OAKLAND -- Khris Davis launched a two-run, walk-off homer off of Indians reliever Bryan Shaw to make a winner out of the A's, who also got two home runs from rookie Matt Chapman in a stunning 5-3 series-clinching victory at the Coliseum on Saturday evening.Chapman went deep twice and doubled
OAKLAND -- Khris Davis launched a two-run, walk-off homer off of Indians reliever Bryan Shaw to make a winner out of the A's, who also got two home runs from rookie Matt Chapman in a stunning 5-3 series-clinching victory at the Coliseum on Saturday evening.
Chapman went deep twice and doubled against Indians ace Corey Kluber, spoiling the right-hander's eighth double-digit strikeout performance of the season and sixth in his last seven tries. Kluber fanned 12 in 7 1/3 innings, allowing three runs and five hits.
After Chapman tied the game in the eighth with his second homer, the A's returned for the ninth with more firepower. Yonder Alonso drew a leadoff walk against lefty Andrew Miller, at which point Indians manager Terry Francona turned to Shaw, who worked a full count against Davis before surrendering the game-ending shot to right-center field.
"[Miller] was getting just a little bit of a hot spot on his finger," Indians manager Terry Francona said. "That's the last thing we need. … That was the first time Davis had actually hit the ball off Bryan. He just made a nice adjustment and hit it out the other way. You fall behind in the count, those things have a way of happening."
Going into the game-ending battle, Davis was 0-for-4 with four strikeouts against Shaw.
"I didn't think it was going out," Davis said. "I was happy it was in the gap and Yonder might've had a chance to score and it was going to put our team in a good position to win the ballgame. It just snuck over, and I don't know what happened. I'm just glad I could deliver in a big spot. The crowd was going crazy."
Edwin Encarnacion homered for Cleveland, a two-run shot in the fourth against right-hander Paul Blackburn, who went six innings in his third big league start. The rookie allowed three runs on five hits with four walks and four strikeouts.
MOMENTS THAT MATTERED
Keeping with Kluber: Kluber sat at 98 pitches after seven innings and gave Francona the thumbs up when approached about returning for another. So back he went for the eighth, having struck out nine of his previous 15 batters, for another try at Chapman. But the rookie triumphed again, and Kluber would throw just two more pitches before being pulled with one out in a tied game. More >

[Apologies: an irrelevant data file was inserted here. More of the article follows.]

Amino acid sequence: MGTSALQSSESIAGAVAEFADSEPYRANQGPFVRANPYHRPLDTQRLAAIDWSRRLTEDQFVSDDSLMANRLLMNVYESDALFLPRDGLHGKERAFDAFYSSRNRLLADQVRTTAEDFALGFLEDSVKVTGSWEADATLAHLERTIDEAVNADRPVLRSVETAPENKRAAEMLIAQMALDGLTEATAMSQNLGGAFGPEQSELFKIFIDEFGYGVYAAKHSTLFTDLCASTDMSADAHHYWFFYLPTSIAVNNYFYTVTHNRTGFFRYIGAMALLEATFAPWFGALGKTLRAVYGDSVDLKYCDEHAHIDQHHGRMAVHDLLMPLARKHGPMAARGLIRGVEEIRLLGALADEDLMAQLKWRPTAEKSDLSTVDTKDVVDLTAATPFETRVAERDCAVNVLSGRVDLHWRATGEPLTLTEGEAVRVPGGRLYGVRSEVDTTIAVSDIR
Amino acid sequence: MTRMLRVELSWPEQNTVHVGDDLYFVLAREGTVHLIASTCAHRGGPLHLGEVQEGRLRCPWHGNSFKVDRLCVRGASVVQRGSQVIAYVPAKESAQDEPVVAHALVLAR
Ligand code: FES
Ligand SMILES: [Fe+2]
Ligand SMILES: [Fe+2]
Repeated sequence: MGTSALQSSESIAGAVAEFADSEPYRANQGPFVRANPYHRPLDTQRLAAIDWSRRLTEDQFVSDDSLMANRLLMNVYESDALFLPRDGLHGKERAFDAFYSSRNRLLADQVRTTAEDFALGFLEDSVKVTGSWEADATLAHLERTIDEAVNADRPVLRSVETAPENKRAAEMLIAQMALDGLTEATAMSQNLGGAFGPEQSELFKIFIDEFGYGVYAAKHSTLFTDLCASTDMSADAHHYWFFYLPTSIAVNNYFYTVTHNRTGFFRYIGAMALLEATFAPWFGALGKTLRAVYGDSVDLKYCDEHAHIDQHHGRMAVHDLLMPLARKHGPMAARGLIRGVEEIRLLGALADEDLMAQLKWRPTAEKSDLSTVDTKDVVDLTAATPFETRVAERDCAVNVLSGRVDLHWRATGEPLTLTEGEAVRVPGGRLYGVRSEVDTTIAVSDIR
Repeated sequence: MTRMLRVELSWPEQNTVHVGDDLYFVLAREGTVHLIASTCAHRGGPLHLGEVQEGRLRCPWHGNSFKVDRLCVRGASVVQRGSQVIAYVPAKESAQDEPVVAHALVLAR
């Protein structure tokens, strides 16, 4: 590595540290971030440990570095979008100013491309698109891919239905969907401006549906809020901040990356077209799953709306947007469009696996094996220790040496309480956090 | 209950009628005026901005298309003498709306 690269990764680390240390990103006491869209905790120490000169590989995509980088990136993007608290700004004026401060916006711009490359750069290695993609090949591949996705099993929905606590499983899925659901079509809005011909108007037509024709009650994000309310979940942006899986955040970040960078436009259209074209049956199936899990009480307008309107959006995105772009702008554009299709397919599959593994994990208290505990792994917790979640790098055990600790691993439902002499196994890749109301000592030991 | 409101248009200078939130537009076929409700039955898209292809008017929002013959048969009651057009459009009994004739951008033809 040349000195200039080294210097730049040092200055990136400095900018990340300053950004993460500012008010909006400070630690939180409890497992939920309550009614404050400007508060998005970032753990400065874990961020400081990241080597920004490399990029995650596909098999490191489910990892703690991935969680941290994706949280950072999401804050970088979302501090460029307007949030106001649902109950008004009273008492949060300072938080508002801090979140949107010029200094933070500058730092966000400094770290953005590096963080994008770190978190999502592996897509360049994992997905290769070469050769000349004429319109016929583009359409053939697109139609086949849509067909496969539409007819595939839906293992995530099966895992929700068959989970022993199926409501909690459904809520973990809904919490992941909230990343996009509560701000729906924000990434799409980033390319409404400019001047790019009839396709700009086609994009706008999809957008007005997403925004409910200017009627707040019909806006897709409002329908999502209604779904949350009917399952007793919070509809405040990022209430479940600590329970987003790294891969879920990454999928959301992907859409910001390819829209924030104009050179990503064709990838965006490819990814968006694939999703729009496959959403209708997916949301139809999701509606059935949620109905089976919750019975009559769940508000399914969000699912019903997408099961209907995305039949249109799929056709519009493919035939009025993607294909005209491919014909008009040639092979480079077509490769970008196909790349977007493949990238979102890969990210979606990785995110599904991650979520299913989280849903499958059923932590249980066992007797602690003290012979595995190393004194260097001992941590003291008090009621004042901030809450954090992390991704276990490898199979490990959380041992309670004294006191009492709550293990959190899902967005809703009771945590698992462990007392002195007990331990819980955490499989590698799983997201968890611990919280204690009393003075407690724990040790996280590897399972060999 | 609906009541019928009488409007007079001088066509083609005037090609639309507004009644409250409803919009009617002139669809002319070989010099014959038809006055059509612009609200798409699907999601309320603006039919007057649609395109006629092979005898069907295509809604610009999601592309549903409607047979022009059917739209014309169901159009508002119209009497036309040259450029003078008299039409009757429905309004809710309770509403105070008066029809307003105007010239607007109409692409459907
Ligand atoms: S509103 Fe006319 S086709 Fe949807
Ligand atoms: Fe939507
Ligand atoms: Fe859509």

"I thought he was pitching good," Francona said. "No walks and he still felt good. It was a first-pitch home run. That about killed me, but when he's feeling good like that, everything was still working. He wasn't up. He wasn't losing the count. We wanted to get to the leadoff hitter for Andrew, kind of maybe set up not only that inning, but the next. One pitch, all of a sudden, it's a different game."
Two for The Show: Chapman wasn't the least bit surprised to see Kluber toe the rubber in the eighth inning, and he took a simple approach against the former American League Cy Young Award winner. Readying to put his bat in motion on any good pitch he saw from Kluber, Chapman did just that, sending the first one a projected 455 feet to center field, according to Statcast™, for his third hit of the night. The third baseman entered the day with just six hits in his first 41 Major League at-bats. More >
"I know he has a Cy Young under his belt and he probably wanted that ball and wanted to go out there," Chapman said. "I knew that my at-bat before that, he kind of got in on me a little bit on a fastball. So I figured he was going to try and sneak one by me there and get ahead so he could try and finish out that inning, or at least go as deep as he possibly could. He didn't want to fall behind, so I was just ready to jump on the first good pitch I saw."
UPON FURTHER REVIEW
The A's successfully challenged the safe call on Tyler Naquin's stolen base attempt in the third inning. Naquin, who led off the frame with a base hit, was ruled out following a review of the play for the first out.
In the ninth inning, the Indians challenged a groundout off the bat of Yan Gomes, who hit a chopper to shortstop Marcus Semien and was called out at first on a bang-bang play. After a brief replay review, the out call was confirmed.
Indians: Right-hander Trevor Bauer (7-7, 5.24 ERA) is scheduled to take the ball for the Tribe in a 4:05 p.m. ET tilt against the A's at the Coliseum. Bauer faced Oakland on May 30 and ended with 14 strikeouts and three runs allowed in seven innings. Dating back to that outing, the righty has a 4.01 ERA over eight starts.
Athletics: The A's will have lefty Sean Manaea on the mound for Sunday's 1:05 p.m. PT series finale against the Indians at the Coliseum. Manaea is 2-0 with a 1.29 ERA in two career starts against Cleveland, including a road win May 31 in which he threw seven one-run innings.
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Jordan Bastian has covered the Indians for MLB.com since 2011, and previously covered the Blue Jays from 2006-10. Read his blog, Major League Bastian, follow him on Twitter @MLBastian and Facebook.
Jane Lee has covered the A's for MLB.com since 2010.